Conquering the bumpy and blind Sebring International Raceway takes courage, precision, and commitment. For some insight on this process, we’ve found an eye-opening video of Christian Cabangca on a near-perfect run. I raced with Cabangca several years ago in karts, and then he went on to race in Skip Barber before the Lucas Oil School of Racing in 2017. There, he’s been able to stack up three wins and currently holds the series’ lap record at Palm Beach International Raceway.
The competition is made more fierce by the quality of the equipment in their hands. The Ray GR11 car is modern but simple. This spaceframe car lacks wings, only runs semi-slick tires, and is powered by a 2-liter Mazda MZR engine. The MZR produces 140 horsepower, which is sent to a Sadev sequential gearbox controlled via a Performance Electronics ECU paired to a Pro Shift paddle-shifter system outfitted with rev matching. It does have a clutch pedal, but that’s only needed for starting and stopping.
The ECU and shifting system work in conjunction with the AiM Formula Dash 2 data acquisition and SmartyCam video systems. Therefore, young drivers don’t have to confuse themselves with the requirements of a typical H-pattern gearbox like so many moving up the ladder once did. Additionally, they get introduced to telemetry and learn to assess their racecraft on a very specific level.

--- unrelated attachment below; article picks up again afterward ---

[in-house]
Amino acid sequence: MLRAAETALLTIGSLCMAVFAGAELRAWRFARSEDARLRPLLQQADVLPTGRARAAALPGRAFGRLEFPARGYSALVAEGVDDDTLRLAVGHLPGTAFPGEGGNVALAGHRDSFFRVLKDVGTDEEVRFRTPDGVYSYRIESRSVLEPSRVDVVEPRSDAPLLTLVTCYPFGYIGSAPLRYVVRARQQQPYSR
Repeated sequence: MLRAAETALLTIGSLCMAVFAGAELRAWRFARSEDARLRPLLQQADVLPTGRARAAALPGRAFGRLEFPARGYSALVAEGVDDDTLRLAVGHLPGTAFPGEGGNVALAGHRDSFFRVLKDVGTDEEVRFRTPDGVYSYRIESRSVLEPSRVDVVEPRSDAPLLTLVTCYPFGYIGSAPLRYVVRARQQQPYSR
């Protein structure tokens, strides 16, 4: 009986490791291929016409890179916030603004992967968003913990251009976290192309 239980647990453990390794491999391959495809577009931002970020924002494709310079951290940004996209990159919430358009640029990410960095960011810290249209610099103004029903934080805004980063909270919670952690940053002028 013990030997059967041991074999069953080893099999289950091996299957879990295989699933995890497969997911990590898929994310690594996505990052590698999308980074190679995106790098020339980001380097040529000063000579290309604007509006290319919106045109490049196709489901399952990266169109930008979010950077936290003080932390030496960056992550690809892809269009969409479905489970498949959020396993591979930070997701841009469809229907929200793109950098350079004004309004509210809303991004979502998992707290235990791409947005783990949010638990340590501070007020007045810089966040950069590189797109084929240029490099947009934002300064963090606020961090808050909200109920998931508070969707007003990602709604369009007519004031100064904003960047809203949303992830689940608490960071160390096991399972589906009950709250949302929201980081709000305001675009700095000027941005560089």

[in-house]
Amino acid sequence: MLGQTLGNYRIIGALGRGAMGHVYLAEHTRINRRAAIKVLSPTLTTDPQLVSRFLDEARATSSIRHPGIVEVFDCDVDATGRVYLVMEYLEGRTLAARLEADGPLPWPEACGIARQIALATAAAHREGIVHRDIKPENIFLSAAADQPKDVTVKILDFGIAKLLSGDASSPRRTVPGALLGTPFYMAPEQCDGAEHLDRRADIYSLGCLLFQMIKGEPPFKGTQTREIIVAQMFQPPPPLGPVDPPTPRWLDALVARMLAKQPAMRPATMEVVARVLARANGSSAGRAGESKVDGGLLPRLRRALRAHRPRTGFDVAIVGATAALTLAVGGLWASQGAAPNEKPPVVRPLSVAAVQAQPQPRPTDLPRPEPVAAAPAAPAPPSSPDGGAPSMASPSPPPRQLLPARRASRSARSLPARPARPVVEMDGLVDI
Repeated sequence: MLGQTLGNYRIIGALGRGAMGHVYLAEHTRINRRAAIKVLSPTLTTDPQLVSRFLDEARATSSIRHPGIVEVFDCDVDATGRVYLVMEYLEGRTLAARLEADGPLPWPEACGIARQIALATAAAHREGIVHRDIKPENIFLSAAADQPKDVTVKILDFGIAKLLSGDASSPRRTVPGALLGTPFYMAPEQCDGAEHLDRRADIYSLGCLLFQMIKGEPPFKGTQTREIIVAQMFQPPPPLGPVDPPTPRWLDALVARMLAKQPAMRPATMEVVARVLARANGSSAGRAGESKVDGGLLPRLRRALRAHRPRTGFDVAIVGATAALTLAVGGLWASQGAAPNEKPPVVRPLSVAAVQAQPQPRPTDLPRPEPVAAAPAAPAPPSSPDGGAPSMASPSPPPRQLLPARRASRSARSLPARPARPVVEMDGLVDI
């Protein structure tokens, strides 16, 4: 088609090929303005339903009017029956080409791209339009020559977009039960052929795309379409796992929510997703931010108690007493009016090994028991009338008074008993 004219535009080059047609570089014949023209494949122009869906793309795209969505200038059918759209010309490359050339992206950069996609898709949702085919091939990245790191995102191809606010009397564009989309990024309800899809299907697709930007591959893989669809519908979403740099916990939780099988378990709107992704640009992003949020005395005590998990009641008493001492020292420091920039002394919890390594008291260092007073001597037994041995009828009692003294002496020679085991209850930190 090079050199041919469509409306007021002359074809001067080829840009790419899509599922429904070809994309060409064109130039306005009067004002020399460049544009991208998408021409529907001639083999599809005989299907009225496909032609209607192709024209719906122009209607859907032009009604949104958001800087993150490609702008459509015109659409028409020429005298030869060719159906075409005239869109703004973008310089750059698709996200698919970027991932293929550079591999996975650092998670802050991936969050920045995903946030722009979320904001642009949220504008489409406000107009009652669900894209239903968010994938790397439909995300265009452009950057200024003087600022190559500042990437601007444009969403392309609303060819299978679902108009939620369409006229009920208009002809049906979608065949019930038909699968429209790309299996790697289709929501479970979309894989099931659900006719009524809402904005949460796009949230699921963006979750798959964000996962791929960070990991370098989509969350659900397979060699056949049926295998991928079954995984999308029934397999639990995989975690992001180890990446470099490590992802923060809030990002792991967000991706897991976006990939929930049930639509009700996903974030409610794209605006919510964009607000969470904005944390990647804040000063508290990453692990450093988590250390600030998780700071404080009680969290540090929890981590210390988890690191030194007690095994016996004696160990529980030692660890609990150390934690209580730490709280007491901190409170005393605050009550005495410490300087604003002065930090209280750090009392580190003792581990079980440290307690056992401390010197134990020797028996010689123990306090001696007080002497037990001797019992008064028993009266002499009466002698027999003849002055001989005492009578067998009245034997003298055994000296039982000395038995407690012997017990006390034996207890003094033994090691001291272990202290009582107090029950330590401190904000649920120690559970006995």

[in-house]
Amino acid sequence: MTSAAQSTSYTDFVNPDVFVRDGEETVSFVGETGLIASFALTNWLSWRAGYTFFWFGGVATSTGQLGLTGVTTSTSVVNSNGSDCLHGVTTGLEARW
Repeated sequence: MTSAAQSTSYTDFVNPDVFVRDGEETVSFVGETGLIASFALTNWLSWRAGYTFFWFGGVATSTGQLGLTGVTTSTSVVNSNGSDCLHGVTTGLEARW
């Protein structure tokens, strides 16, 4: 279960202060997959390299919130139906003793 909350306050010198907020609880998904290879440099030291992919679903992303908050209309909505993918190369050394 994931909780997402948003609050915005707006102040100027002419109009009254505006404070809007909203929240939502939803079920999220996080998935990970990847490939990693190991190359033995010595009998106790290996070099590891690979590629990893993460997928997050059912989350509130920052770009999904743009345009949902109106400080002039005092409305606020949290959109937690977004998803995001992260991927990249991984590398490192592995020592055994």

One thing which Cabangca had to adjust to was the rate of steering a formula car like this requires. He could fling a kart around with some fairly abrupt steering movements, but handling a formula car on these tires takes a slightly smoother approach. Note the way he dials in a slight amount of opposite lock often; he coaxes the car into the corner without forcing it. When suspension is involved, the car takes a slightly longer time to do what’s asked of it, and it can’t be hurried.
His braking and steering are coordinated so beautifully that he’s able to get the car to yaw into the corner with little effort. Trail braking, zero-steering, and attacking the apex with the least amount of steering lock possible, he’s able to take full advantage of the underpowered motor to fire down some of Sebring’s straighter portions. Without enough grunt to spin the tires, except in the slowest corners or in the rain, this car needs to be adjusted properly come corner exit. Fortunately, this car runs an open rear-differential and allow for brake-bias adjustment, so they turn in beautifully, neatly, and progressively under braking (0:33).
Ever the perfectionist, Cabangca’s studied this footage carefully and found a few errors. “In terms of where I could’ve braked later, I think it was the last corner. Everyone else goes into the corner deep and stays in fourth gear. I shift down to third gear,” he adds. This hyper-challenging corner and its peculiar approach is discussed in greater detail here, but for the moment, enjoy this a lap which shows a driver operating at that narrow junction between youthful aggression and conservative precision.